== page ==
A genus of ants known as fire ants, which can inflict painful burning stings that cause local and occasionally systemic reactions. S. invicta the red imported fire ant, a species imported from South America which has spread extensively within the southeastern United States where it has become a major pest of humans and animals; it readily stings humans, producing local swelling and pruritus with development of a pustule at the site of the sting and, in rare cases, it can cause anaphylactic shock with death from respiratory or cardiac arrest. SEE ALSO: S. richteri. SYN: red imported fire ant. S. richteri the black imported fire ant, a species imported from South America but less extensively established in the United States than S. invicta. SEE ALSO: S. invicta. SYN: black imported fire ant.
See s. (muscle). [Mod. L. fr. L. solea, a sandal, sole of the foot (of animals), fr. solum, bottom, floor, ground]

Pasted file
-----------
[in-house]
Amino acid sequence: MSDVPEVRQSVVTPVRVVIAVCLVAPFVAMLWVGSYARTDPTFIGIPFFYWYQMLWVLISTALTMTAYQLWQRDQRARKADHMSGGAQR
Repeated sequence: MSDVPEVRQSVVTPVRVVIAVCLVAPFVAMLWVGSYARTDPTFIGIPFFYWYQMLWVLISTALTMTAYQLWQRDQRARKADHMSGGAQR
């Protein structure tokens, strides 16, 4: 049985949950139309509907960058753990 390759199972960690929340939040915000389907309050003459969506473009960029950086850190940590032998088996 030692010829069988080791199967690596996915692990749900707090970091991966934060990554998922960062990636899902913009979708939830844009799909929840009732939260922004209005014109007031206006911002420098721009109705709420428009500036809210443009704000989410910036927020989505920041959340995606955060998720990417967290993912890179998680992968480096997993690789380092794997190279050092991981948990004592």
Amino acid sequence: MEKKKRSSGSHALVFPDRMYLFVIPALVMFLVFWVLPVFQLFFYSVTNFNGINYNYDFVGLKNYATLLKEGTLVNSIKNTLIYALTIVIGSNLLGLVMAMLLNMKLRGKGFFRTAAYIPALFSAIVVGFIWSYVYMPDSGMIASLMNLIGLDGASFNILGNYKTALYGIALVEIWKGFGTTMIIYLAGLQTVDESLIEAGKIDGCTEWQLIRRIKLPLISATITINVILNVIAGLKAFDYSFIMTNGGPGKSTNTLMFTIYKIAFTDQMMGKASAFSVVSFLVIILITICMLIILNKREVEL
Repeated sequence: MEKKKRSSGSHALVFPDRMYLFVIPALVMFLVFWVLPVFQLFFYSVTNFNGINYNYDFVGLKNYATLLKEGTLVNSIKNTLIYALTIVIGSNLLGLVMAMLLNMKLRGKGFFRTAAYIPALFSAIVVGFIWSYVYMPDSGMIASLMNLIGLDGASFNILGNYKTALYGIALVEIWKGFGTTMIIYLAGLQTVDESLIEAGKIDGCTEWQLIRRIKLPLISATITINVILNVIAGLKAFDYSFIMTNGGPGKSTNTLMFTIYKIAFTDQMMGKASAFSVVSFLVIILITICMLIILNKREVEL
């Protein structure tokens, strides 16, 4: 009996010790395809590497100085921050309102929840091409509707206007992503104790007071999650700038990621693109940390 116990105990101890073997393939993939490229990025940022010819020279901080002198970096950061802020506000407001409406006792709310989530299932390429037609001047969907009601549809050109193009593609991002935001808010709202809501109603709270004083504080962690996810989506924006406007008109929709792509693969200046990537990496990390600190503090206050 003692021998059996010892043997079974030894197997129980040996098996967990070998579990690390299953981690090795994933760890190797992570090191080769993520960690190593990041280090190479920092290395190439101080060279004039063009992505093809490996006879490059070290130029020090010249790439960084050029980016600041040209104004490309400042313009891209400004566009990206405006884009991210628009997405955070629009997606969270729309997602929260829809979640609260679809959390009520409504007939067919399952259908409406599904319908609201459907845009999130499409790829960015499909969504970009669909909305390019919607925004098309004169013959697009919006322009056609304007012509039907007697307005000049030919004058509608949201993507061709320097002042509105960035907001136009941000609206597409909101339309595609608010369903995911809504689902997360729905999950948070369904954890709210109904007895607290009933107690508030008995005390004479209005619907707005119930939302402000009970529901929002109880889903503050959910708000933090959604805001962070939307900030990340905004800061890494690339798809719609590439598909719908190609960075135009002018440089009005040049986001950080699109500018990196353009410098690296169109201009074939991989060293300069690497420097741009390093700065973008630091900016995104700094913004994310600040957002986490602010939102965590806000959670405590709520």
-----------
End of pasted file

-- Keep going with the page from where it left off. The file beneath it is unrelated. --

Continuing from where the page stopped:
1. Firm; compact; not fluid; without interstices or cavities; not cancellous. 2. A body that retains its form when not confined; one that is not fluid, neither liquid nor gaseous. [L. solidus]
The theory propounded by Asclepiades and his followers that disease was due to an imbalance between solid particles (atoms) of the body and the spaces (pores) between them, a doctrine that opposed the humoral conception of Hippocrates. SYN: methodism.
An adherent of the doctrine of solidism.
Relating to solidism.
That line on a constitution diagram indicating the temperature below which all metal is solid.
A solid-hoofed animal such as the horse. [L. solidus, solid, + pes, foot]
solipsism (so′lip-sizm, sol′ip-)
A philosophical concept that whatever exists is a product of will and the ideas of the perceiving individual. [L. solus, alone, + ipse, self]
Abbreviation for solution.
The property of being soluble.
Capable of being dissolved. [L. solubilis, fr. solvo, to dissolve]
Bottom; the lowest part. [L.]
solute (sol′ut, so′loot)
The dissolved substance in a solution. [L. solutus, dissolved, pp. of solvo, to dissolve]
SYN: solution. [L.]
solution (sol., soln.) (so-loo′shun)